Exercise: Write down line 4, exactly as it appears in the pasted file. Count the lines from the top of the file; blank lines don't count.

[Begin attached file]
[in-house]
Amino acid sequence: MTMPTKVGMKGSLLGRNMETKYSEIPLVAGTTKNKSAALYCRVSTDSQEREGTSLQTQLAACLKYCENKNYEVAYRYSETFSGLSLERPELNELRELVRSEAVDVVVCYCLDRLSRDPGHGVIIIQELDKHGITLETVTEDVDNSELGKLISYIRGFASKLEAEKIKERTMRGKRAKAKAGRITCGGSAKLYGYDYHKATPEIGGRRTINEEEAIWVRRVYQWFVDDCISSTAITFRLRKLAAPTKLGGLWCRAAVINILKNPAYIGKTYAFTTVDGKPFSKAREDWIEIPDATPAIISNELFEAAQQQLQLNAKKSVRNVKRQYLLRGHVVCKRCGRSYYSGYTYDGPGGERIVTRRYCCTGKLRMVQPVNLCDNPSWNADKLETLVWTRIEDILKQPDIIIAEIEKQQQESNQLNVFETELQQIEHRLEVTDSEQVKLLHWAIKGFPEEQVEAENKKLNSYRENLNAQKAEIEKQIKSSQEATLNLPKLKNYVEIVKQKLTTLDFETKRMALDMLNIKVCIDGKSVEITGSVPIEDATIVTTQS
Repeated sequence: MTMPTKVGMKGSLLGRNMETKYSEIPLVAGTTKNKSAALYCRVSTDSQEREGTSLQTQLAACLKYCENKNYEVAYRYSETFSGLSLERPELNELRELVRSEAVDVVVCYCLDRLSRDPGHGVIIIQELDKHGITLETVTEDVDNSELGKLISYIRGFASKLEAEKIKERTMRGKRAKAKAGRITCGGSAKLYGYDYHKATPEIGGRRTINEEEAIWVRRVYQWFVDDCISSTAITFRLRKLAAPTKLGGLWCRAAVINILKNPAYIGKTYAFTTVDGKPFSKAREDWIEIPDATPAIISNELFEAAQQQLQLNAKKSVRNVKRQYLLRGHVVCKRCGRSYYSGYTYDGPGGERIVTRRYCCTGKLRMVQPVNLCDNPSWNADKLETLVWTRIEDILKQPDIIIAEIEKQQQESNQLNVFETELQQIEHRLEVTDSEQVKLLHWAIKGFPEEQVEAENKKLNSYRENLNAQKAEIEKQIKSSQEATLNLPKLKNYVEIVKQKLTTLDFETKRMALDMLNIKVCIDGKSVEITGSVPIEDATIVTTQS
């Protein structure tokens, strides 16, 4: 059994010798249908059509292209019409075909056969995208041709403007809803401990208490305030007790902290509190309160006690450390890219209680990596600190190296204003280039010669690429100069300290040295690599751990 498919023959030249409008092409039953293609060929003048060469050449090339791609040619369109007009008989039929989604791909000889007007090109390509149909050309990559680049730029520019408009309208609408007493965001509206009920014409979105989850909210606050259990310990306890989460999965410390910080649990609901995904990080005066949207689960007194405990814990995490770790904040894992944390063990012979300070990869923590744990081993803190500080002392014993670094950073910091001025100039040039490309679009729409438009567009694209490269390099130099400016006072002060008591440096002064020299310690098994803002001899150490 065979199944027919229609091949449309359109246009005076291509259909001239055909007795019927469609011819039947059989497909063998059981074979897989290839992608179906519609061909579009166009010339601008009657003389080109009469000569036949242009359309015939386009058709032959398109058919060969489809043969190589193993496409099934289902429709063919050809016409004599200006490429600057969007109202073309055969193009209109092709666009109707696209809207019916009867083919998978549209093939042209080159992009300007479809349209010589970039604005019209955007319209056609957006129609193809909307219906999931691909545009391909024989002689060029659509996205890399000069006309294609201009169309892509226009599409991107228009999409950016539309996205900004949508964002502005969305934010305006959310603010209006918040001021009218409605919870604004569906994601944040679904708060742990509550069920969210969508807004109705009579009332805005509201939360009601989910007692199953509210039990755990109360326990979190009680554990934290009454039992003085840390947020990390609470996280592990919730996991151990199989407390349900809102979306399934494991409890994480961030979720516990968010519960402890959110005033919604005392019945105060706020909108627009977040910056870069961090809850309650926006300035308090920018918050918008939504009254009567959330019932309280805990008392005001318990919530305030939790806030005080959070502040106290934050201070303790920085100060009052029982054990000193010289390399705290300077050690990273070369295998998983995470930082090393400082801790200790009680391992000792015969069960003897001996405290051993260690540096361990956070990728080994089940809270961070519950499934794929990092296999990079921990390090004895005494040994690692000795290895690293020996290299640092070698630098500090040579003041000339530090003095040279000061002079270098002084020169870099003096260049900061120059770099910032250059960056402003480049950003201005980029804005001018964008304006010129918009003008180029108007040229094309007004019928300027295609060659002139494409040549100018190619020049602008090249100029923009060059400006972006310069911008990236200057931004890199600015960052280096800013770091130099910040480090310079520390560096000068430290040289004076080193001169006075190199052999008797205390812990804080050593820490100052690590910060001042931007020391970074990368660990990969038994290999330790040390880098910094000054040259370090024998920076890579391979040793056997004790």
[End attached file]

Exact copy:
């Protein structure tokens, strides 16, 4: 059994010798249908059509292209019409075909056969995208041709403007809803401990208490305030007790902290509190309160006690450390890219209680990596600190190296204003280039010669690429100069300290040295690599751990 498919023959030249409008092409039953293609060929003048060469050449090339791609040619369109007009008989039929989604791909000889007007090109390509149909050309990559680049730029520019408009309208609408007493965001509206009920014409979105989850909210606050259990310990306890989460999965410390910080649990609901995904990080005066949207689960007194405990814990995490770790904040894992944390063990012979300070990869923590744990081993803190500080002392014993670094950073910091001025100039040039490309679009729409438009567009694209490269390099130099400016006072002060008591440096002064020299310690098994803002001899150490 065979199944027919229609091949449309359109246009005076291509259909001239055909007795019927469609011819039947059989497909063998059981074979897989290839992608179906519609061909579009166009010339601008009657003389080109009469000569036949242009359309015939386009058709032959398109058919060969489809043969190589193993496409099934289902429709063919050809016409004599200006490429600057969007109202073309055969193009209109092709666009109707696209809207019916009867083919998978549209093939042209080159992009300007479809349209010589970039604005019209955007319209056609957006129609193809909307219906999931691909545009391909024989002689060029659509996205890399000069006309294609201009169309892509226009599409991107228009999409950016539309996205900004949508964002502005969305934010305006959310603010209006918040001021009218409605919870604004569906994601944040679904708060742990509550069920969210969508807004109705009579009332805005509201939360009601989910007692199953509210039990755990109360326990979190009680554990934290009454039992003085840390947020990390609470996280592990919730996991151990199989407390349900809102979306399934494991409890994480961030979720516990968010519960402890959110005033919604005392019945105060706020909108627009977040910056870069961090809850309650926006300035308090920018918050918008939504009254009567959330019932309280805990008392005001318990919530305030939790806030005080959070502040106290934050201070303790920085100060009052029982054990000193010289390399705290300077050690990273070369295998998983995470930082090393400082801790200790009680391992000792015969069960003897001996405290051993260690540096361990956070990728080994089940809270961070519950499934794929990092296999990079921990390090004895005494040994690692000795290895690293020996290299640092070698630098500090040579003041000339530090003095040279000061002079270098002084020169870099003096260049900061120059770099910032250059960056402003480049950003201005980029804005001018964008304006010129918009003008180029108007040229094309007004019928300027295609060659002139494409040549100018190619020049602008090249100029923009060059400006972006310069911008990236200057931004890199600015960052280096800013770091130099910040480090310079520390560096000068430290040289004076080193001169006075190199052999008797205390812990804080050593820490100052690590910060001042931007020391970074990368660990990969038994290999330790040390880098910094000054040259370090024998920076890579391979040793056997004790």